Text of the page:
AFM Image Analysis of the Adsorption of Xanthate and Dialkyl Dithiophosphate on Chalcocite
AffiliationDepartment of Mining and Geological Engineering, University of Arizona
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CitationZhang, J., & Zhang, W. (2022). AFM Image Analysis of the Adsorption of Xanthate and Dialkyl Dithiophosphate on Chalcocite. Minerals, 12(8).
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AbstractAtomic force microscopy (AFM) has been applied to study the adsorption morphology of various collectors, i.e., potassium ethyl xanthate (KEX) and potassium amyl xanthate (PAX) and Cytec Aerofloat 238 (sodium dibutyl dithiophosphate), on chalcocite in situ in aqueous solutions. The AFM images show that all these collectors adsorb strongly on chalcocite. Xanthate adsorbs mainly in the form of insoluble cuprous xanthate (CuX), which binds strongly with the mineral surface without being removed by flushing with ethanol alcohol. This xanthate/chalcocite adsorption mechanism is very similar to the one obtained with the xanthate/bornite system; while it is different from the one of the xanthate/chalcopyrite systems, for which oily dixanthogen is the main adsorption product on chalcopyrite surface. On the other hand, dibutyl dithiophosphate adsorbs on chalcocite in the form of hydrophobic patches, which can be removed by rinsing with ethanol alcohol. AFM images show that the adsorption of collectors increases with increasing adsorption time and collectors’ concentration. In addition, increasing the solution pH to 10 does not prevent the adsorption of xanthate and Aerofloat 238 on chalcocite and the result is in line with the fact that chalcocite floats well in a wide pH range up to 12 with xanthate and dialkyl dithiophosphate being used as collectors. The blending collectors study shows that xanthate and dialkyl dithiophosphate can co-adsorb with both insoluble cuprous xanthate and oily Cu(DTP)2 (Cu dibutyl dithiophosphate) on a chalcocite surface. The present study helps to clarify the flotation mechanism of chalcocite in industry practice using xanthate and dialkyl dithiophosphate as collectors. © 2022 by the authors.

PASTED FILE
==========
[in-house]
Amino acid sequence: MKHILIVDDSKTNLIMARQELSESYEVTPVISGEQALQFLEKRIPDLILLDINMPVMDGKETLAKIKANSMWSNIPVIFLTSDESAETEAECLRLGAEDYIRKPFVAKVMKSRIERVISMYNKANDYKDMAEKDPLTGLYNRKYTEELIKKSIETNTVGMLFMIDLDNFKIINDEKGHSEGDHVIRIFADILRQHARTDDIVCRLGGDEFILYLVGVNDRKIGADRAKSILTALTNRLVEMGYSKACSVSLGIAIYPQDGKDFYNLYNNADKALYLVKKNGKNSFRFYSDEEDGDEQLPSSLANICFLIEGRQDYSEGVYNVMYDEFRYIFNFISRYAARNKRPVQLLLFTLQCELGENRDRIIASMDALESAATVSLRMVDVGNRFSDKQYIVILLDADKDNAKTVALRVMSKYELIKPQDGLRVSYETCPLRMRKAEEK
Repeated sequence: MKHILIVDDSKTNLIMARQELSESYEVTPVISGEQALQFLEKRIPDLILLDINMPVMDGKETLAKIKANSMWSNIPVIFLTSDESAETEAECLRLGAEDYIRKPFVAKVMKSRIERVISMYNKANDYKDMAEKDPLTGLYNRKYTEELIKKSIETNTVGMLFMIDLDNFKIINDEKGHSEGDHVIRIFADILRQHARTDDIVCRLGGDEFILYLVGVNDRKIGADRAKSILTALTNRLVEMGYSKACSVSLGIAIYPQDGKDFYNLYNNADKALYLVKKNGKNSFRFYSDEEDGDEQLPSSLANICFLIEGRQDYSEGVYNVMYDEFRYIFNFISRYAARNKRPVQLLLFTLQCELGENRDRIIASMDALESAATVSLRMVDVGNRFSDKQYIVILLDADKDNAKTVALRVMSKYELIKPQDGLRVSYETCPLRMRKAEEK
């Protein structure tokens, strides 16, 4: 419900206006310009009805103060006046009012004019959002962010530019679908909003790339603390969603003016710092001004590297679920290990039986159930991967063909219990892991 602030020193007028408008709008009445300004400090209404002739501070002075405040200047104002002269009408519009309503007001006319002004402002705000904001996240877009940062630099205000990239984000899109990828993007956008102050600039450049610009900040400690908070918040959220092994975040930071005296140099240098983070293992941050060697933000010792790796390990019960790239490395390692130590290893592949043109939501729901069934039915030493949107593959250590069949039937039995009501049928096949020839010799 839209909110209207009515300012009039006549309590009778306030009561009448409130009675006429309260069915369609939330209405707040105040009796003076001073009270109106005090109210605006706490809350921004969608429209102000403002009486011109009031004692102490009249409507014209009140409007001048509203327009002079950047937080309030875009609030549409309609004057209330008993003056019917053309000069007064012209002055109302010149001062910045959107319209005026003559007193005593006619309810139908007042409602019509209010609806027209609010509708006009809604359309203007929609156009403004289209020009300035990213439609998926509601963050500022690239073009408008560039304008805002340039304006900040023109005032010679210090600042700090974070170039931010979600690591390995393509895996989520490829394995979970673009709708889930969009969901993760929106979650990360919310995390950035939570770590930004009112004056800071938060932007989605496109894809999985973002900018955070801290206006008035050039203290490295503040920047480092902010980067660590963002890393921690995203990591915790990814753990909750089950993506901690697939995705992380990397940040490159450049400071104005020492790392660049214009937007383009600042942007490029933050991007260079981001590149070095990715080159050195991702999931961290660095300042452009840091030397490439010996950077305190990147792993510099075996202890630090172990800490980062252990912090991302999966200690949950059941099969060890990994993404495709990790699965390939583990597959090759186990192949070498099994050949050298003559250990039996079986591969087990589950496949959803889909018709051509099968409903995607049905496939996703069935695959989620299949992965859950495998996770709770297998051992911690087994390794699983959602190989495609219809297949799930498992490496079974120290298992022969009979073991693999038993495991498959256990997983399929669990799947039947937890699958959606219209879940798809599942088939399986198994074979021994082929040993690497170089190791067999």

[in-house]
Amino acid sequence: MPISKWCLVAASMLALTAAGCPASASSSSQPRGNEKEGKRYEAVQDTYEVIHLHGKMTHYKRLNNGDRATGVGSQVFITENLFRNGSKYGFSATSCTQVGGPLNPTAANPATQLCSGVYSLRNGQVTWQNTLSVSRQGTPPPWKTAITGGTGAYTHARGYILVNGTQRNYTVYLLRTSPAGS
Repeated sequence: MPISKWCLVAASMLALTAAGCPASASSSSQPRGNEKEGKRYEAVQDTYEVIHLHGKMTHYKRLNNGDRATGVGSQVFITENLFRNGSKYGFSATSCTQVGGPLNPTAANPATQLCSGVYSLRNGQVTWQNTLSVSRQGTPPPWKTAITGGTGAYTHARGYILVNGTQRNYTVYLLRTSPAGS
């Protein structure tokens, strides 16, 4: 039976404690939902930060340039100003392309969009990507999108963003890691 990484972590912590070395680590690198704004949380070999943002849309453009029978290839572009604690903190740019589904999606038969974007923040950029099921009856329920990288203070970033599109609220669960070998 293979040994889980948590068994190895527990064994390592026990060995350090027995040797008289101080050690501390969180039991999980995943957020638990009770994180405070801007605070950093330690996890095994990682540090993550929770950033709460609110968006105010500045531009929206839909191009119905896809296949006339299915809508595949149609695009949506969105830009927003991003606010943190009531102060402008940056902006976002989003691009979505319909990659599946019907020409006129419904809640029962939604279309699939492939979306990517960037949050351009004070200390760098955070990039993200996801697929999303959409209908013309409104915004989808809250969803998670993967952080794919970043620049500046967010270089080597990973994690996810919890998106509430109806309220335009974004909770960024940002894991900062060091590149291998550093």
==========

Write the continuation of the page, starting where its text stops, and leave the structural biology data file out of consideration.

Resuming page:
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Except where otherwise noted, this item's license is described as Copyright © 2022 by the authors. Licensee MDPI, Basel, Switzerland. This article is an open access article distributed under the terms and conditions of the Creative Commons Attribution (CC BY) license (https://creativecommons.org/licenses/by/4.0/).